Food, Cooking, Picnic, Tailgate, & Backyard Recipes plus more...
Perfect Food, Picnic, Tailgate, & Backyard Recipes and more...
Custom Search

FUN Trivia Quizzes | Grocery Savings Tips | Alan's Picnic Guide | BarBQ & Grilling Tips | Top 20 BarBQ & Grilling

Home >> BBQ & Grilling >> Barbecuing Basics

 Menu Ideas & Planning
Menu Ideas & Planning

1000s of great recipes and menu ideas

 
 



Techniques

Barbecuing encompasses four or five distinct types of cooking techniques. The original technique is cooking using smoke at lower temperatures (usually around 240-270 F or 115-125 C) and significantly longer cooking times (several hours), known as smoking.

Diagram of a propane smoker used for barbecuingAnother technique is baking, utilizing a masonry oven or any other type of baking oven, which uses convection to cook meats and starches with moderate temperatures for an average cooking time (about an hour plus a few extra minutes).

Yet another technique is braising, which combines direct dry heat charbroiling on a ribbed surface with a broth-filled pot for moist heat, cooking at various speeds throughout the duration (starting fast, slowing down, then speeding up again, lasting for a few hours).

Finally, grilling is done over direct dry heat, usually over a hot fire (i.e., over 500 F or 260 C) for a short time (minutes).  Grilling may be done over wood, charcoal, gas (natural gas or propane), or electricity.

A fifth and emerging type of barbecue technique involves the use of the slow cooker.  Slow cooking is untraditional in that it involves no smoking, however, since the flavor of the meat is remarkably similar to that of the other four styles, slow cooking is considered a legitimate technique.

Smoking
See: smoking (cooking)
Smoking can be done with wood or charcoal, although many common commercial smokers use a gas, such as propane, to heat up a box of wet wood chips enough to cause smoke. The heat from the propane fire helps cook the meat while the smoke adds its unique flavor. The distinction between smoking and grilling is the heat level and the intensity of the radiant heat; indeed, smoking is often referred to as "low and slow". Additionally, during grilling, the meat is exposed to the open air for the majority of the time. During smoking, the BBQ lid or smoker door is closed, causing a thick, dense cloud of smoke to envelop the meat. The smoke must be able to move freely around the meat and out of the top of the apparatus quickly; otherwise, foul-tasting creosote will build up on the meat, giving it a bitter flavor. Smoked meats such as pork exhibit what is known as a smoke ring: a thin pink layer just under the surface which is the result of the smoke interacting with the water in the meat.

Baking
See: Pit barbecue
The masonry oven is similar to a smoke pit in that it allows for an open flame, but cooks much faster, and uses convection to cook.  Barbecue-baking can also be done in traditional stove-ovens. It can be used to cook not only meats, but breads and other starches, and even various casseroles and desserts.  It uses both direct and indirect heat to surround the food with hot air to cook, and can be basted much the same as grilled foods. In some cases, the grill can also function like a bakery oven by putting a drip pan below the cooking surface rack of a barbecue grill, as well as a baking sheet pan on top, combining two techniques simultaneously, or one right after the other, cooking twice, with a duration slightly longer than grilling.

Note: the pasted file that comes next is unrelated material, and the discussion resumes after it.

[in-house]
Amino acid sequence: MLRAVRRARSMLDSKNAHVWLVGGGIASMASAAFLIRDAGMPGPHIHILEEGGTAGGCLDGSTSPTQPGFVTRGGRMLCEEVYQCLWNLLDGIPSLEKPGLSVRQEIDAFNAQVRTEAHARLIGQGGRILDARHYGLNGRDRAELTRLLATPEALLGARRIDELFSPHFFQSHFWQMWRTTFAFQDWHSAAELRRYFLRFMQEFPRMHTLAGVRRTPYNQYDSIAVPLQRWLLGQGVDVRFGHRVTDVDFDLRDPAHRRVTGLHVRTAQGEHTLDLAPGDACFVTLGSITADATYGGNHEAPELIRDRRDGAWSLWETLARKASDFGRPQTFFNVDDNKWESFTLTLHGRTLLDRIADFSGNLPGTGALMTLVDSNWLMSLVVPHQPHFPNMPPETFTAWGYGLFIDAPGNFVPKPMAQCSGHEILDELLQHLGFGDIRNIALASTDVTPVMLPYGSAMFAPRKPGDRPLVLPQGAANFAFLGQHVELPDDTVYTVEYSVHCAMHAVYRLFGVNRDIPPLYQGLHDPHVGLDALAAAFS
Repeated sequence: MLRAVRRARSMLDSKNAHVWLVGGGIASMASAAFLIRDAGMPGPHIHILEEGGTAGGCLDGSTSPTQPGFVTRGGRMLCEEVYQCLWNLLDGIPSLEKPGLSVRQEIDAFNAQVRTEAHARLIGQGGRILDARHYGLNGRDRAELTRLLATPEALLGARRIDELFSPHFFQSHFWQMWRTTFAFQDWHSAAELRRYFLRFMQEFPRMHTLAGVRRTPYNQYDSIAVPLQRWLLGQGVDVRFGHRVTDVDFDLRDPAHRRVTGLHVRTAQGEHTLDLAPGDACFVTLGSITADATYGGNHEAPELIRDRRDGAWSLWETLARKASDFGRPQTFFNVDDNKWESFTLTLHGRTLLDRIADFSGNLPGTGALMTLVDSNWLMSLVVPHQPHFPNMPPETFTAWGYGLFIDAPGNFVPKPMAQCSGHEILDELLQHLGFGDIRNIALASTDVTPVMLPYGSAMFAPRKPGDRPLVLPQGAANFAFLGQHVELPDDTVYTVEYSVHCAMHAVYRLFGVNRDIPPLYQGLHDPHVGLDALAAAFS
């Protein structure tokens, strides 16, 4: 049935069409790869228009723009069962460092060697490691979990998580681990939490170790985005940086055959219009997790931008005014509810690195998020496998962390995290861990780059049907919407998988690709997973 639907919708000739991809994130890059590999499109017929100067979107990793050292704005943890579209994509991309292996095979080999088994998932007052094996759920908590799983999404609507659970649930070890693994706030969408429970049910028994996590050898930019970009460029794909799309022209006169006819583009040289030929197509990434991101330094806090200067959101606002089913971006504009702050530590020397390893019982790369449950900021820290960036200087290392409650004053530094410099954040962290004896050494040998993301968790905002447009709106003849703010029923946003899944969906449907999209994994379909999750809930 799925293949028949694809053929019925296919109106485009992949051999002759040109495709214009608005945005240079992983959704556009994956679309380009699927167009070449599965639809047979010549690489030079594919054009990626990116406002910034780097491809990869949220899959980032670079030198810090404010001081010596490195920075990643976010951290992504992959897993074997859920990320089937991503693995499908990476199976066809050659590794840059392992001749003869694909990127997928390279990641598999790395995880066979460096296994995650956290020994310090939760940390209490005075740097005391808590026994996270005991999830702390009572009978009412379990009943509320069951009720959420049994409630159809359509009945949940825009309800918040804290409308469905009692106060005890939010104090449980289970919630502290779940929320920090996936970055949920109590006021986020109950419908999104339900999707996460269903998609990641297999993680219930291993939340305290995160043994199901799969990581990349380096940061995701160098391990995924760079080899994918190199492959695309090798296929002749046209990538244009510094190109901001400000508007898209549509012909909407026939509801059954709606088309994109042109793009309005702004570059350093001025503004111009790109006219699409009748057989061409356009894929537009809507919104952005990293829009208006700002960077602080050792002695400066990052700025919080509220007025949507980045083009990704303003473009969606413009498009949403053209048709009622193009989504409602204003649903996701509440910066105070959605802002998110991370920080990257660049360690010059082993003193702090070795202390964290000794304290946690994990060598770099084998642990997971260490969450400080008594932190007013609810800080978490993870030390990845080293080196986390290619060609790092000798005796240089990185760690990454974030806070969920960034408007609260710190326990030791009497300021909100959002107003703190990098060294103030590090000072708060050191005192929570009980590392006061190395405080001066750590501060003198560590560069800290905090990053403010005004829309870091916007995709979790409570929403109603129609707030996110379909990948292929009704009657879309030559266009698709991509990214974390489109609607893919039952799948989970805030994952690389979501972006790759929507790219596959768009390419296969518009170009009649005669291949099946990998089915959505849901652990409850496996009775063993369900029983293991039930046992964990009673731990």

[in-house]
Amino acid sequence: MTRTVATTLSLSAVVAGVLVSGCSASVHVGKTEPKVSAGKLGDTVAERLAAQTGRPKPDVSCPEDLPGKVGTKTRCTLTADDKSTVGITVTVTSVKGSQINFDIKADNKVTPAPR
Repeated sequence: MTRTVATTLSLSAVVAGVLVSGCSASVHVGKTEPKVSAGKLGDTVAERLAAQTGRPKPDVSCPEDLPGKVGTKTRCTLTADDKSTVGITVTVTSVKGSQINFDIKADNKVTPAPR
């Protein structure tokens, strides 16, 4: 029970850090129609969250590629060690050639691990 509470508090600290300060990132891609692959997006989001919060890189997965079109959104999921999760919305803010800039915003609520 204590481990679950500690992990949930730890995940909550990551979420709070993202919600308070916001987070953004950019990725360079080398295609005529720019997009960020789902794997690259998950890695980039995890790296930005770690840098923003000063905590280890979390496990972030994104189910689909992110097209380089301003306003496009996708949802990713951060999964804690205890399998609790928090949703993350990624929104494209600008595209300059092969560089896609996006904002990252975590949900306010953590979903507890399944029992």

Meat can also be baked in a pit in the ground, with hot coals and stones surrounding meat wrapped in wet burlap, wet leaves or aluminum foil.

Braising
It is possible to braise meats and vegetables in a pot on top of a grill. A gas or electric charbroil grill would be the best choices for what is known as barbecue-braising, or combining dry heat charbroil-grilling directly on a ribbed surface and braising in a broth-filled pot for moist heat. To braise, put a pot on top of the grill, cover it, and let it simmer for a few hours. There are two advantages to barbecue-braising: the first is that this method now allows for browning the meat directly on the grill before the braising, and the second is that it also allows for glazing the meat with sauce and finishing it directly over the fire after the braising, effectively cooking the meat three times, which results in a soft textured product that falls right off the bone. This method of barbecue has a varying duration (depending on whether a slow cooker or pressure cooker is used), and is generally slower than regular grilling or baking, but faster than pit-smoking.

Other uses
The term barbecue is also used to designate a flavor added to foodstuffs, the most prominent of which are potato chips. This term usually implies a strong smoky flavor and often denotes a flavor reminiscent of barbecue sauce.


More BarBQ & Grilling Recipes.
Recipes
Appetizer/Snacks
BarBQ-Grilling
Beverages
Bread
Breakfast
Casserole
Cheese
Chili Bowl
Cowboy
Desserts
Eggs
Lunch
Main Dish
Pasta
Penn Dutch
Pizza
Pot Pies
Salads
Salsa
Sandwiches
Slow Cooker
Soups-Stews
Veggies-Side Dish
 
Powered by ... All text is available under the terms of the GNU Free Documentation License.
E-mail | AlansKitchen Privacy Policy | Thank you

Contact Us | About Us | Site Map